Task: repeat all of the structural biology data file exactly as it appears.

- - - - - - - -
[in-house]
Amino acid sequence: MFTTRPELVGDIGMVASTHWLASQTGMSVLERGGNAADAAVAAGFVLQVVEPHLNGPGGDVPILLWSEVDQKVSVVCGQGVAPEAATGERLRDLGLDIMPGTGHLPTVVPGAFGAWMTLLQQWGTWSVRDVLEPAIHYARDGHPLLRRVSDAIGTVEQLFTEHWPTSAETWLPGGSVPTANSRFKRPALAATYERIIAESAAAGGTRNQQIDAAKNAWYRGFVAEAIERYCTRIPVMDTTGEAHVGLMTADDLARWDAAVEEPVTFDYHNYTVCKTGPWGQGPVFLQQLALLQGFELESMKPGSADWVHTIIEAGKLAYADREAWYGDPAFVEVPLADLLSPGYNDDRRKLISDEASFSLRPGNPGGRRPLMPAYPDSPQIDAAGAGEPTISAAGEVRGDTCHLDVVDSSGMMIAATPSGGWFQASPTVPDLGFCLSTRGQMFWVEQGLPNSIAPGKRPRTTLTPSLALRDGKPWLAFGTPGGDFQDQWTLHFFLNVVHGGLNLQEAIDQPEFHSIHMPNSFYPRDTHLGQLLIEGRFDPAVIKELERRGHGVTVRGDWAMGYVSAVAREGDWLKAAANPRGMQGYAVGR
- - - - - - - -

[in-house]
Amino acid sequence: MFTTRPELVGDIGMVASTHWLASQTGMSVLERGGNAADAAVAAGFVLQVVEPHLNGPGGDVPILLWSEVDQKVSVVCGQGVAPEAATGERLRDLGLDIMPGTGHLPTVVPGAFGAWMTLLQQWGTWSVRDVLEPAIHYARDGHPLLRRVSDAIGTVEQLFTEHWPTSAETWLPGGSVPTANSRFKRPALAATYERIIAESAAAGGTRNQQIDAAKNAWYRGFVAEAIERYCTRIPVMDTTGEAHVGLMTADDLARWDAAVEEPVTFDYHNYTVCKTGPWGQGPVFLQQLALLQGFELESMKPGSADWVHTIIEAGKLAYADREAWYGDPAFVEVPLADLLSPGYNDDRRKLISDEASFSLRPGNPGGRRPLMPAYPDSPQIDAAGAGEPTISAAGEVRGDTCHLDVVDSSGMMIAATPSGGWFQASPTVPDLGFCLSTRGQMFWVEQGLPNSIAPGKRPRTTLTPSLALRDGKPWLAFGTPGGDFQDQWTLHFFLNVVHGGLNLQEAIDQPEFHSIHMPNSFYPRDTHLGQLLIEGRFDPAVIKELERRGHGVTVRGDWAMGYVSAVAREGDWLKAAANPRGMQGYAVGR